Ōtaki River Annual Walkover celebrates milestone anniversaries
Over 160 people turned out to the Ōtaki River Annual Walkover on September 25 to learn about and celebrate the work going on to enhance and protect the area.
This year's walkover was also a celebration of 30 years since Greater Wellington Regional Council's involvement in the area and the 20 year anniversary of community care group the Friends of the Ōtaki River.
Greater Wellington Flood Protection team's Colin Munn says the work carried out around the river over the years has been robust.
"This is a celebration as much as anything else. It is about reflecting back on the work that has been done and it shows what you can achieve if you have a clear vision that you work away at over the years.
"These achievements have been possible thanks to the collaboration of Greater Wellington, the Friends of the Ōtaki River and the wider community. I can't think of a more successful example of a great working partnership than what exists here on the Ōtaki River.
"It has been 20 years since Greater Wellington created a Flood Plain Management Plan for Ōtaki and since then, protecting the area from flooding has been our primary focus," Colin says.
Crowds on the day were taken on a bus tour around the river where they got updates on the multiple projects underway, including the work being done to develop Ashford Park Quarry which is already one year ahead of schedule.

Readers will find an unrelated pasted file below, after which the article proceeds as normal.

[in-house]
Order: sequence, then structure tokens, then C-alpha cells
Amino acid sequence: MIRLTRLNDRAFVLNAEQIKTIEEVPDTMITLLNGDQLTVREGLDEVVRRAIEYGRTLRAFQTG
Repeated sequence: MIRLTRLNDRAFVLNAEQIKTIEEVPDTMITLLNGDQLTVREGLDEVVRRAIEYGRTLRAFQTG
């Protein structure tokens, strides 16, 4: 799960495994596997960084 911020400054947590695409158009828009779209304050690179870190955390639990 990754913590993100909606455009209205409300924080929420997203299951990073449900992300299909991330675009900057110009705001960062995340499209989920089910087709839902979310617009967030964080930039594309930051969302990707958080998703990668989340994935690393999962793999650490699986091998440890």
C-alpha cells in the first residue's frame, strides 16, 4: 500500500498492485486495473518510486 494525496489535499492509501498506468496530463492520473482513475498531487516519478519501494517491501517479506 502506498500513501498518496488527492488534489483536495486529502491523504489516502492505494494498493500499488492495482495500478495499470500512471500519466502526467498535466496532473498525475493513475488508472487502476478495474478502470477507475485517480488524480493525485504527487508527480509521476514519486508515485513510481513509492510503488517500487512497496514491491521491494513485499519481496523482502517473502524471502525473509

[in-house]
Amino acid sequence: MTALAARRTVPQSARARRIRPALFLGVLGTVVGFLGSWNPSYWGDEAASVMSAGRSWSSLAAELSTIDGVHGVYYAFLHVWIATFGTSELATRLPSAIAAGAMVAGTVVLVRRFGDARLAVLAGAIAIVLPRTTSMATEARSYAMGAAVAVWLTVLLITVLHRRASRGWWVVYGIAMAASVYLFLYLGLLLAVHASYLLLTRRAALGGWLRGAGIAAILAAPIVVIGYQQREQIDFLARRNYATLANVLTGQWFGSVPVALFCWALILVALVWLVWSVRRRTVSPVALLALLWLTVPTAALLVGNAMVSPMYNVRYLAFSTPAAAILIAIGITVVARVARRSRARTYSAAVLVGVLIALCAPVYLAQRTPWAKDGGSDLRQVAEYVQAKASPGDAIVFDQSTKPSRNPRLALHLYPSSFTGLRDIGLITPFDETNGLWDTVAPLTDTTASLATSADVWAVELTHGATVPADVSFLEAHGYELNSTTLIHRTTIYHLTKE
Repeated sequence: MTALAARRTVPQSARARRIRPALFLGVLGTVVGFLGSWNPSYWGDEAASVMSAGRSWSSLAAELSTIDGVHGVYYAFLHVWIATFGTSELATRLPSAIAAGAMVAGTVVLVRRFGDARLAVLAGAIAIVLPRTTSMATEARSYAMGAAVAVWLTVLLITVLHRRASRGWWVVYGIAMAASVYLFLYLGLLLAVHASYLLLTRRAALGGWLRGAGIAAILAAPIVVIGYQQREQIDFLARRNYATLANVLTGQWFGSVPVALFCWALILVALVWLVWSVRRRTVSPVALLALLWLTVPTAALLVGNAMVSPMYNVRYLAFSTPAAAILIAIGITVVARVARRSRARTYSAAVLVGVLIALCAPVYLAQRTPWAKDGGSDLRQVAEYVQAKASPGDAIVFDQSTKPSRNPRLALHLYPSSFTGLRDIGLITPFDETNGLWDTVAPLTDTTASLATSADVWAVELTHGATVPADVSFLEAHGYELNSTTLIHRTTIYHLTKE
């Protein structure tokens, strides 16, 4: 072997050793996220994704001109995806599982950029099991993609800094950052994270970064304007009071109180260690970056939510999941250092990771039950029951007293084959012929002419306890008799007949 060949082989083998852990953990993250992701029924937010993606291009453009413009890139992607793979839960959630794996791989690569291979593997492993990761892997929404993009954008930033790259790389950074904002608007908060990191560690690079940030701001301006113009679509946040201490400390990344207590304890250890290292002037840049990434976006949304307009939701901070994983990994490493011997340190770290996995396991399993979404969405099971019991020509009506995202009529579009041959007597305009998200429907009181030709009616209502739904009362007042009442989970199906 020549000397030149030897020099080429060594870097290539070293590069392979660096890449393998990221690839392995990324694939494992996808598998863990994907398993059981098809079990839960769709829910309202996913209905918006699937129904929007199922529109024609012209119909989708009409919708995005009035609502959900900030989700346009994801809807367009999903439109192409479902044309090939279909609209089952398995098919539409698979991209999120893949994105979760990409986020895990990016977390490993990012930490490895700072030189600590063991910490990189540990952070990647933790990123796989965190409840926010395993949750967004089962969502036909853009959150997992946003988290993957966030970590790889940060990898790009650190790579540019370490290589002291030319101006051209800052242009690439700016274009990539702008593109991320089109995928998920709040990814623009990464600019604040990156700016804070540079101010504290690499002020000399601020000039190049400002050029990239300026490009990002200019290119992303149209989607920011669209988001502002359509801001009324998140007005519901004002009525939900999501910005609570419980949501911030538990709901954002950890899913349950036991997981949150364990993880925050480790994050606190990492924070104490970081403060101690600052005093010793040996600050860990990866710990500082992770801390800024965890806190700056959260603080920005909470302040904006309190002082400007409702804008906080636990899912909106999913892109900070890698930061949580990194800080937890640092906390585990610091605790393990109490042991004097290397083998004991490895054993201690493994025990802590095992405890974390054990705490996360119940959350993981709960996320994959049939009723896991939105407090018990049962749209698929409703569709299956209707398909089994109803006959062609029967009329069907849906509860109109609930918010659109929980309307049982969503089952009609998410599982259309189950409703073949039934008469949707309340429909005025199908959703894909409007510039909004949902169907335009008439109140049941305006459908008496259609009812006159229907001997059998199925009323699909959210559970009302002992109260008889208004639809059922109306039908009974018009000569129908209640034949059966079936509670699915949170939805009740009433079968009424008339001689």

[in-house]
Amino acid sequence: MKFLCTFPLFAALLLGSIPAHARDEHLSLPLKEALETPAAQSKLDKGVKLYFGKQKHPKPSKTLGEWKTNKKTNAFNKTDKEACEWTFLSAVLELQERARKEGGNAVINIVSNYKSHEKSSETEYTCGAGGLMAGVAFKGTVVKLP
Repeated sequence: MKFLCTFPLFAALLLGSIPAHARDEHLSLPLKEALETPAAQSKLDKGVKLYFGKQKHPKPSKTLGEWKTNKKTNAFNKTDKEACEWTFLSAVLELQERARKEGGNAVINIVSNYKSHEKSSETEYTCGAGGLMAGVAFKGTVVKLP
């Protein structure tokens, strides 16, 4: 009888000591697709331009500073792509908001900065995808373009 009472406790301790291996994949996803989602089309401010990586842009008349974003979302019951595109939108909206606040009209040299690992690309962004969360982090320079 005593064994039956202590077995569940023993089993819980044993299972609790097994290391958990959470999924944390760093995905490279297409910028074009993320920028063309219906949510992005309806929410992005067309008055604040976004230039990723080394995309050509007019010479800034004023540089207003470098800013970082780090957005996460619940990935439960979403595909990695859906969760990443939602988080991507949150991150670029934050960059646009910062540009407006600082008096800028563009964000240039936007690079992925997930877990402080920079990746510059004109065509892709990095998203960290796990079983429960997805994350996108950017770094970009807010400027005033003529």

Ōtaki Friends of the River chairman Max Lutz thanked attendees on the day and spoke about the group's many achievements since its establishment in 1999.
"Over $400,000 in cash has been raised or donated and another $150,000 plus in voluntary effort has been provided to make this recreational paradise a reality."
Max's father Carl Lutz, who moved to Ōtaki with his family in 1935 had convinced Max they needed to be part of the consultation process for the Flood Plain Management Plan and the group has been heavily involved in the area ever since.
The Ōtaki friends opened their own nursery in 2004, where they raise native plants to revegetate the Ōtaki riverbank, which can now grow 6000 plants per year.
Max acknowledged the abundance of volunteers who have been in the group over the years and gave up their time to "make this environmental enhancement project one to be enjoyed by generations to come".
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